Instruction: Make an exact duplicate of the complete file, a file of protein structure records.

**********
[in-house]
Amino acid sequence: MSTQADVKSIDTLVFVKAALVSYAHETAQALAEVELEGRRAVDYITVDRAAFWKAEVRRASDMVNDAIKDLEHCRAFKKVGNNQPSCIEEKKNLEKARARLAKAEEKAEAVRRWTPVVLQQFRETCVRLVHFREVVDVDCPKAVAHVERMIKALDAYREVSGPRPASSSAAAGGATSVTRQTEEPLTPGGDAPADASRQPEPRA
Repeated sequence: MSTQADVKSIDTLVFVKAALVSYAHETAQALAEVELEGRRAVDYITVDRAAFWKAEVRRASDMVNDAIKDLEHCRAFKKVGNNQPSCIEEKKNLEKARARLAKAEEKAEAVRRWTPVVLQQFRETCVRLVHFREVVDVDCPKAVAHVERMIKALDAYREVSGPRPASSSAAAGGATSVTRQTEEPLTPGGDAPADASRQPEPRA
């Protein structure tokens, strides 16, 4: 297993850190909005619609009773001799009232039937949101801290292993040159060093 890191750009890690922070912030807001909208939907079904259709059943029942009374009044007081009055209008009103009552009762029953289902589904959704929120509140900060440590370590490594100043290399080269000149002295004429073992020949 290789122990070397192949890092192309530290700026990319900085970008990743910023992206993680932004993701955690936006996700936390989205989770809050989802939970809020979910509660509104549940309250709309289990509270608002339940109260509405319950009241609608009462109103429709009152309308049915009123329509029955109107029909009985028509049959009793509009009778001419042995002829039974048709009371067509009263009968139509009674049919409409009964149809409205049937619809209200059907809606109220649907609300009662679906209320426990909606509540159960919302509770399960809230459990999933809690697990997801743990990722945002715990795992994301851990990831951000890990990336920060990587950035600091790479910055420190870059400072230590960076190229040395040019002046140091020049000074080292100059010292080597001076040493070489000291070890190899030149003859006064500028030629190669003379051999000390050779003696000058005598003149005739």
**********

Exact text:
[in-house]
Amino acid sequence: MSTQADVKSIDTLVFVKAALVSYAHETAQALAEVELEGRRAVDYITVDRAAFWKAEVRRASDMVNDAIKDLEHCRAFKKVGNNQPSCIEEKKNLEKARARLAKAEEKAEAVRRWTPVVLQQFRETCVRLVHFREVVDVDCPKAVAHVERMIKALDAYREVSGPRPASSSAAAGGATSVTRQTEEPLTPGGDAPADASRQPEPRA
Repeated sequence: MSTQADVKSIDTLVFVKAALVSYAHETAQALAEVELEGRRAVDYITVDRAAFWKAEVRRASDMVNDAIKDLEHCRAFKKVGNNQPSCIEEKKNLEKARARLAKAEEKAEAVRRWTPVVLQQFRETCVRLVHFREVVDVDCPKAVAHVERMIKALDAYREVSGPRPASSSAAAGGATSVTRQTEEPLTPGGDAPADASRQPEPRA
């Protein structure tokens, strides 16, 4: 297993850190909005619609009773001799009232039937949101801290292993040159060093 890191750009890690922070912030807001909208939907079904259709059943029942009374009044007081009055209008009103009552009762029953289902589904959704929120509140900060440590370590490594100043290399080269000149002295004429073992020949 290789122990070397192949890092192309530290700026990319900085970008990743910023992206993680932004993701955690936006996700936390989205989770809050989802939970809020979910509660509104549940309250709309289990509270608002339940109260509405319950009241609608009462109103429709009152309308049915009123329509029955109107029909009985028509049959009793509009009778001419042995002829039974048709009371067509009263009968139509009674049919409409009964149809409205049937619809209200059907809606109220649907609300009662679906209320426990909606509540159960919302509770399960809230459990999933809690697990997801743990990722945002715990795992994301851990990831951000890990990336920060990587950035600091790479910055420190870059400072230590960076190229040395040019002046140091020049000074080292100059010292080597001076040493070489000291070890190899030149003859006064500028030629190669003379051999000390050779003696000058005598003149005739």